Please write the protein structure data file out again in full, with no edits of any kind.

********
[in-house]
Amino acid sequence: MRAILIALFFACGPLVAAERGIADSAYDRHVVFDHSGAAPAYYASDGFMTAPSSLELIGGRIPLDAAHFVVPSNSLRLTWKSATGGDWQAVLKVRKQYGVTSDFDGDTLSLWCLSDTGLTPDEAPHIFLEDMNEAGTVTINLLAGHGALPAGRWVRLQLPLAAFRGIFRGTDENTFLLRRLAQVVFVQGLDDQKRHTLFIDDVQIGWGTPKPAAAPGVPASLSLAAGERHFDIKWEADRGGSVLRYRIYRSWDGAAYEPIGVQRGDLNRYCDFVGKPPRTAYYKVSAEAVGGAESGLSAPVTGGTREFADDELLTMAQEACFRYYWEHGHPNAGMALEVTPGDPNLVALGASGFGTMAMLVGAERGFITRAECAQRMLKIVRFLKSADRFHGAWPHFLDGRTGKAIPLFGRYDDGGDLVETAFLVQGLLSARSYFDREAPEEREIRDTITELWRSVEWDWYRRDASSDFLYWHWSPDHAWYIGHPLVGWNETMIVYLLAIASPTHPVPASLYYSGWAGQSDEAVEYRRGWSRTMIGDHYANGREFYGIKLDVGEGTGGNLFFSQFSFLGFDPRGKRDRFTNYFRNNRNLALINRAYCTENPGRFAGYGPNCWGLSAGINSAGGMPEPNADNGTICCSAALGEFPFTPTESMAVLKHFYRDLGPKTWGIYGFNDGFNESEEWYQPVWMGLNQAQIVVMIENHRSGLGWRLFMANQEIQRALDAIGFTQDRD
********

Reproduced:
[in-house]
Amino acid sequence: MRAILIALFFACGPLVAAERGIADSAYDRHVVFDHSGAAPAYYASDGFMTAPSSLELIGGRIPLDAAHFVVPSNSLRLTWKSATGGDWQAVLKVRKQYGVTSDFDGDTLSLWCLSDTGLTPDEAPHIFLEDMNEAGTVTINLLAGHGALPAGRWVRLQLPLAAFRGIFRGTDENTFLLRRLAQVVFVQGLDDQKRHTLFIDDVQIGWGTPKPAAAPGVPASLSLAAGERHFDIKWEADRGGSVLRYRIYRSWDGAAYEPIGVQRGDLNRYCDFVGKPPRTAYYKVSAEAVGGAESGLSAPVTGGTREFADDELLTMAQEACFRYYWEHGHPNAGMALEVTPGDPNLVALGASGFGTMAMLVGAERGFITRAECAQRMLKIVRFLKSADRFHGAWPHFLDGRTGKAIPLFGRYDDGGDLVETAFLVQGLLSARSYFDREAPEEREIRDTITELWRSVEWDWYRRDASSDFLYWHWSPDHAWYIGHPLVGWNETMIVYLLAIASPTHPVPASLYYSGWAGQSDEAVEYRRGWSRTMIGDHYANGREFYGIKLDVGEGTGGNLFFSQFSFLGFDPRGKRDRFTNYFRNNRNLALINRAYCTENPGRFAGYGPNCWGLSAGINSAGGMPEPNADNGTICCSAALGEFPFTPTESMAVLKHFYRDLGPKTWGIYGFNDGFNESEEWYQPVWMGLNQAQIVVMIENHRSGLGWRLFMANQEIQRALDAIGFTQDRD